Best of MLB: Rougned Odor homers twice for Rangers in 8-3 win over Royals

Best of MLB: Rougned Odor homers twice for Rangers in 8-3 win over Royals

ARLINGTON, Texas -- Rougned Odor homered twice, A.J. Griffin pitched into the sixth inning and the Texas Rangers beat the Kansas City Royals 8-3 on Friday night.

Jurickson Profar also went deep for the Rangers, and scored three runs.

Odor hit a solo homer in the first that put AL West-leading Texas up 3-0 against Edinson Volquez (8-9). That 443-foot drive into the second deck of seats in right field came a night after Odor's 465-footer that is the longest in his career. He had another solo shot in the seventh, his 21st of the season barely clearing the 8-foot wall in right.

Eric Hosmer homered for the defending World Series champion Royals, who dropped to 10 games behind Cleveland in the AL Central.

Griffin (4-1) had his longest outing in seven starts in just over a month since coming off the disabled list because of right shoulder stiffness. The right-hander struck out one and walked two while throwing 66 of 98 pitches for strikes in 5 2-3 innings (see full recap)

Chatwood, Gonzalez lead Rockies over Mets for 4th win in row
NEW YORK -- Tyler Chatwood kept winning on the road, Carlos Gonzalez homered and drove in four runs and the Colorado Rockies defeated the New York Mets 6-1 Friday night for their fourth straight victory.

Mark Reynolds also homered for the surging Rockies, who are 11-4 since the All-Star break and have moved within four games of Miami for the second NL wild-card spot.

Chatwood (10-6) improved to 6-0 with a 1.30 ERA away from Coors Field this season. The 26-year-old is 4-6 with a 5.69 ERA at home.

Gonzalez matched a season-high hitting streak of 11 games with an RBI double in the first. He hit a 448-foot, three-run drive in the ninth for his 21st homer.

Steven Matz (8-7) gave up two runs and 10 hits in six innings (see full recap)

Lester recovers from rut of bad starts, Cubs rout Mariners
CHICAGO -- Jon Lester recovered from a rut of bad starts, pitching six shutout innings that led the Chicago Cubs over the Seattle Mariners 12-1 Friday for their third straight win.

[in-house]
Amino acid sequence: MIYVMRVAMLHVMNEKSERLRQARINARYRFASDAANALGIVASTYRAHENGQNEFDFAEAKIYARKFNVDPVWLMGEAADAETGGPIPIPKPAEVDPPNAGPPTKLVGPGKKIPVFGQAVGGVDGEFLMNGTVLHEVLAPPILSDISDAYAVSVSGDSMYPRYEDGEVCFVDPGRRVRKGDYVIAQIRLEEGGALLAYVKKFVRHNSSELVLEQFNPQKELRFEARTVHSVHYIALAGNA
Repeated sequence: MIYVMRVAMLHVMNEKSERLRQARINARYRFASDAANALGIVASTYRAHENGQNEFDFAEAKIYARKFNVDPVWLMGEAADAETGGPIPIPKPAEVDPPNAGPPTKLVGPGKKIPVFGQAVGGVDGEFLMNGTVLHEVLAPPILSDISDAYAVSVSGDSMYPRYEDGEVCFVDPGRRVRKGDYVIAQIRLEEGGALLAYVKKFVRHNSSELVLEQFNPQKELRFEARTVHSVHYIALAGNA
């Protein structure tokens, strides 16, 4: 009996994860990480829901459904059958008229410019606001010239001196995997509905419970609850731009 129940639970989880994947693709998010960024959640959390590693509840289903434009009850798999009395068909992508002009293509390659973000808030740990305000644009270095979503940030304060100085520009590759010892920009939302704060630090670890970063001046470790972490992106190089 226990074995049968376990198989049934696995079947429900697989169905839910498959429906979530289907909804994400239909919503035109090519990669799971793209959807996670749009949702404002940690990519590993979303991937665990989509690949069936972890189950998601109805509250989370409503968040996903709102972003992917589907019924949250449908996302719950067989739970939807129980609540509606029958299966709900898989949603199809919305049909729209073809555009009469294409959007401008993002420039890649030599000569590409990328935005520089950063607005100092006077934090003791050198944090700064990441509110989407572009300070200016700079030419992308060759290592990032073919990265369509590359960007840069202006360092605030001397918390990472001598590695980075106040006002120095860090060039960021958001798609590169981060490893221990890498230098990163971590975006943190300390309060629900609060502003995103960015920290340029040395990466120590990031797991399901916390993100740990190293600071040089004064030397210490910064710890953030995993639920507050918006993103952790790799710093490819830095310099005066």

Jason Heyward and David Ross homered as the NL Central leaders improved to 9-5 since the All-Star break following a 1-9 slump. Seattle lost in its first trip to Wrigley Field since 2007.

Lester (11-4) had lasted just 16 innings over his previous four starts, going 1-1 with a 10.13 ERA. That skid came after he had gone 9-3 with a 2.03 ERA in his first 16 starts.

Lester gave up four hits, struck out seven and walked two. He was already done when there was a 74-minute rain delay in the seventh.

Mike Montgomery, traded last week from Seattle to the Cubs, pitched the final two innings. He gave up a single to Shawn O'Malley in the ninth for the Mariners' run.

Hisashi Iwakuma (11-7) had won his last five starts, but gave up five runs and eight hits in three innings (see full recap).

Source: Phillies, Rangers in 'pretty deep' trade talks about Vince Velasquez

Source: Phillies, Rangers in 'pretty deep' trade talks about Vince Velasquez

BOX SCORE

ATLANTA — The Phillies lost, 2-1, to the Atlanta Braves on Friday night.

The big news from this game, however, was that Vince Velasquez might have made his last start with the Phillies. A major league source told CSNPhilly.com that the Phillies and Texas Rangers are “pretty deep” in trade discussions involving Velasquez. The Rangers, the source said, also have some interest in Jeremy Hellickson, who pitches for the Phillies on Saturday night, but he appears to be a secondary target (see story).

It would take top talent to get Velasquez, a 24-year-old right-hander with a power arm. The Phillies acquired him over the winter from Houston as the centerpiece in the deal that sent Ken Giles to the Astros.

The Rangers had several scouts at the game, including Scott Littlefield, one of their top talent evaluators.

The Rangers’ interest in Velasquez was reported earlier in the week by Jon Morosi of MLB Network.

Apparently there’s more than just interest (see story). Stay tuned as Monday’s trade deadline approaches.

Starting pitching report
Velasquez scattered seven hits and two runs over six innings. He walked two and struck out five. Velasquez battled some command issues and needed 91 pitches to complete the six innings.

He is 8-3 with a 3.32 ERA in 18 starts. He has a 2.75 ERA in six starts since a brief stint on the disabled list with a right biceps strain.

Braves right-hander Tyrell Jenkins gave up just one unearned run over six innings.

Bullpen report
Both bullpens pitched scoreless ball.

At the plate
Phillies leadoff man Cesar Hernandez reached base in his first three at-bats and scored the Phillies’ only run on an error in the third inning. 

The Braves scored two runs in the third inning on three singles, a sacrifice bunt and a walk against Velasquez. Gordon Beckham and Nick Markakis drove in the runs with base hits.

Up next
Hellickson (7-7, 3.65) makes perhaps his final start with the Phillies on Saturday night. He will face Braves right-hander Julio Teheran (3-8, 2.71).